Microsphere Technology Overview
Kureha microspheres (MS) are a precision additive that are used to lower density, reduce cost, and provide acoustic and thermal insulation. When heated, microspheres expand to a target diameter and maintain that diameter after cooling.
As the temperature reaches the thermal start (Ts) of the selected grade, the hydrocarbon pressure inside the polymer shell increases while the shell itself softens. Fully expanded, the microsphere increases 3-5X its original diameter with a 80-120X increase in volume.
Kureha microspheres are flexible in application and processing. They are compatible in both binder and fibrous materials; and can be compressed during molding and rebound to the intended shape when the pressure is reduced. Kureha offers grades that activate (Ts) from 100C up to 210C. Customers get a controlled and predictable expansion without the discoloration and outgassing issues of chemical foaming agents; or breakage that is common with hollow glass spheres.
Kureha employs a unique manufacturing process compared to other polymer microsphere suppliers. The outcome is tighter control over particle distribution with superior dispersion (resists agglomerations) characteristics.
Under equal weight, Kureha Microspheres render better volumetric filling and are 30%-85% lighter than alternative mineral additives. All of our grades maintain their durability with the added benefit of helping to reduce material cost and weight. Through consistent and accurate particle size distribution, each of our grades offer low thermal conductivity to provide extremely efficient thermal barrier properties. See a comparison of particle destiny, expansion ratios and particle sizes for each grade of Kureha Microspheres in the charts below.
Comparison to Other Microsphere Additives
Despite the technical definition, glass, polymer, ceramic, fly ash (cenosphere) and metallic spheres are often marketed as “microspheres“. Each has its unique application, manufacturing method and synthetic base. Because of this, they are not interchangeable within an application.
However, they do sometimes overlap in purpose. For instance, most of the above mentioned products can be used as a volumizer, or to reduce cost, weight, insulate or improve surface finishes. Expandable polymer microspheres are unique because they have all of these attributes. They also share performance features with chemical based additives like CBA’s and CFA’s
Typically these are chemically resistant with a very low CTE. Glass spheres are high density and are commonly used as a volumizer for resin displacement or to inhibit agglomerations. They are used in marine fillers and putties to reduce shrinkage and reduce thermal conductivity in wet pipe insulation. They can also be coated and used for flow visualization or by a compounder as an alternative to solvent for lowering material viscosity. Stainless steel microspheres on the other hand often function as ball bearings or conductive spacers in bonding applications.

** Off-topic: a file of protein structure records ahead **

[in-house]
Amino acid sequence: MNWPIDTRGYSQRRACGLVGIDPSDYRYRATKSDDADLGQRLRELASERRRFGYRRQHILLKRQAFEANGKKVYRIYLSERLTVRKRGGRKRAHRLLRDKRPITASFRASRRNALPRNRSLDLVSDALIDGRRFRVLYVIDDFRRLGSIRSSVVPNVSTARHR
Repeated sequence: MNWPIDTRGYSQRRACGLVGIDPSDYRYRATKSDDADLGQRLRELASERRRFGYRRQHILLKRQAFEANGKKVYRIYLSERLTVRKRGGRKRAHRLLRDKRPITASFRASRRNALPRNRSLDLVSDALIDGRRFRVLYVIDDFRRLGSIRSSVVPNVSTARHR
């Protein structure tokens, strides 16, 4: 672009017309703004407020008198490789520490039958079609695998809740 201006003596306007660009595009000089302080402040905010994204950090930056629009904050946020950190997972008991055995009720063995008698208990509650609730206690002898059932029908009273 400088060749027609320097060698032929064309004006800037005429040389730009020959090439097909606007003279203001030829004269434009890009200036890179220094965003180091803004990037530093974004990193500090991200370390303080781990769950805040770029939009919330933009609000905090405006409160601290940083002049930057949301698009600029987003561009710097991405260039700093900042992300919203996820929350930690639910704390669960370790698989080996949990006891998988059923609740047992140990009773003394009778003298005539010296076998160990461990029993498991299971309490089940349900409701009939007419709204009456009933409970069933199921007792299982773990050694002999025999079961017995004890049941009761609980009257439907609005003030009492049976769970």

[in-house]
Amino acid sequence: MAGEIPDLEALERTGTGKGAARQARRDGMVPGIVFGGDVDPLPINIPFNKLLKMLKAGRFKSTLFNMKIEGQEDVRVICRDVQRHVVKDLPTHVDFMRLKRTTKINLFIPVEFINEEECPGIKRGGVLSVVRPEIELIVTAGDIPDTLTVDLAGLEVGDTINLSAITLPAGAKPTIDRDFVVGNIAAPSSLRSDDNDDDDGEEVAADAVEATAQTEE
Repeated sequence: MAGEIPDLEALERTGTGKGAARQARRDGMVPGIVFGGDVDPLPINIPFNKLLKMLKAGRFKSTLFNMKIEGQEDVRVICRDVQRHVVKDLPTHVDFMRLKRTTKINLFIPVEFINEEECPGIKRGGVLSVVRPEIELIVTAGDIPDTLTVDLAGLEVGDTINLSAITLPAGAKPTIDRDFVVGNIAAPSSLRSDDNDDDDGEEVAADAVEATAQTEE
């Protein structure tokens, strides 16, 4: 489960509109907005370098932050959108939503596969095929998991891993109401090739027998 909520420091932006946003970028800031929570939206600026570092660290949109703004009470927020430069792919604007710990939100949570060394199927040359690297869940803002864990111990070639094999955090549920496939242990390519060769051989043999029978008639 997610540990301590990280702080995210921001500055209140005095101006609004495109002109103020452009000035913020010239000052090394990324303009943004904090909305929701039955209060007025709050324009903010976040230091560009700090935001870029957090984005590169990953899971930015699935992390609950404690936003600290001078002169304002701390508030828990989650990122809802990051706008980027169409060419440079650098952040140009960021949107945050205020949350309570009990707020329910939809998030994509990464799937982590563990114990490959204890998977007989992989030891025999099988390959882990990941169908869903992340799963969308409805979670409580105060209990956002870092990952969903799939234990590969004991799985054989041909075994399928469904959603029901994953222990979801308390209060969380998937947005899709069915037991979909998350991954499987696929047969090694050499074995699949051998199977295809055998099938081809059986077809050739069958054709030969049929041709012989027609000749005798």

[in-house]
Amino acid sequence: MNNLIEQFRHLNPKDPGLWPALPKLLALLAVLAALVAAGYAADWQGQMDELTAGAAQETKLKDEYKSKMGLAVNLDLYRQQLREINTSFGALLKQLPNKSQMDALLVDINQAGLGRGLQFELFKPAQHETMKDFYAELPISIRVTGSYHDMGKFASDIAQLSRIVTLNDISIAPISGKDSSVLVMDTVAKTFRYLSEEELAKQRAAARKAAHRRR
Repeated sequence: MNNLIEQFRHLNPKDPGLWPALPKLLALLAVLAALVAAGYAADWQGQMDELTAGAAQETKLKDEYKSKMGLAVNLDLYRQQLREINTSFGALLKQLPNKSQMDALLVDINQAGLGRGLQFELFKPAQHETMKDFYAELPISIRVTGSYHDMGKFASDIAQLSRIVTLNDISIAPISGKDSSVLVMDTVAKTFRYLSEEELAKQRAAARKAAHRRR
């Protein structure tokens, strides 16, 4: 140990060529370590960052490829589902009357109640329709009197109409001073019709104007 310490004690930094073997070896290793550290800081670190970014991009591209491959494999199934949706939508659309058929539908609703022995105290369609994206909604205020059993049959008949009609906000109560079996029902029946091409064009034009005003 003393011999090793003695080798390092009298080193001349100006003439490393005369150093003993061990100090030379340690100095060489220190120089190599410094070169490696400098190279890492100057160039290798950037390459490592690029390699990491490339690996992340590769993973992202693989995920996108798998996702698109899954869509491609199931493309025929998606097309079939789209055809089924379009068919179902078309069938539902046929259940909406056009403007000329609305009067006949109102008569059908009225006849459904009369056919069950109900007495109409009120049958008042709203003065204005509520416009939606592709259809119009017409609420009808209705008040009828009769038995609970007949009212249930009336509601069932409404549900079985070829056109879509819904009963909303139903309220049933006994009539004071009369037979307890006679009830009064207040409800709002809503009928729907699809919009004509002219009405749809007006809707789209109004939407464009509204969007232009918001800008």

Fly Ash Cenospheres are composed of silica and alumina and are a byproduct of coal burning power plants. They exhibit high compressive strength (3000 psi) and have low moisture absorption properties. Primary uses include low viscosity fillers for cement, tiles and foam composites.
Ceramic Microspheres are inert, hard and can withstand extreme processing and application temperatures. They have good insulative properties and compressive strength. Typical applications include industrial and decorative paints or as a grinding media.
Chemical Foaming and Blowing Agents
The flexibility of expandable polymer microspheres makes it an excellent tool to reduce density/weight. Because of this they are often used in conjunction or to replace CBA’s (Chemical Blowing Agents) or CFA’s (Chemical Foaming Agents). That includes AZOD (Azodicarbonamide), OBSH (Oxydibenzenesulfonyl Hydrazide) and Sodium Bicarbonate among others. These agents are either endothermic or exothermic and decompose in the base material. Generally speaking grades differ by gas pressure and the amount of gas liberated per gram.
The issue with both chemical and foaming agents comes down to control. Controlling color, density, durometer and surface finish can be challenging when you’re trying to aggressively reduce density. Additional complications that come with working with working with these agents include molding times and mold corrosion; and in the case of organic foaming agents, the odor from outgassing
Polymer microspheres offer a more efficient and predictable solution for creating uniform pour structures in materials.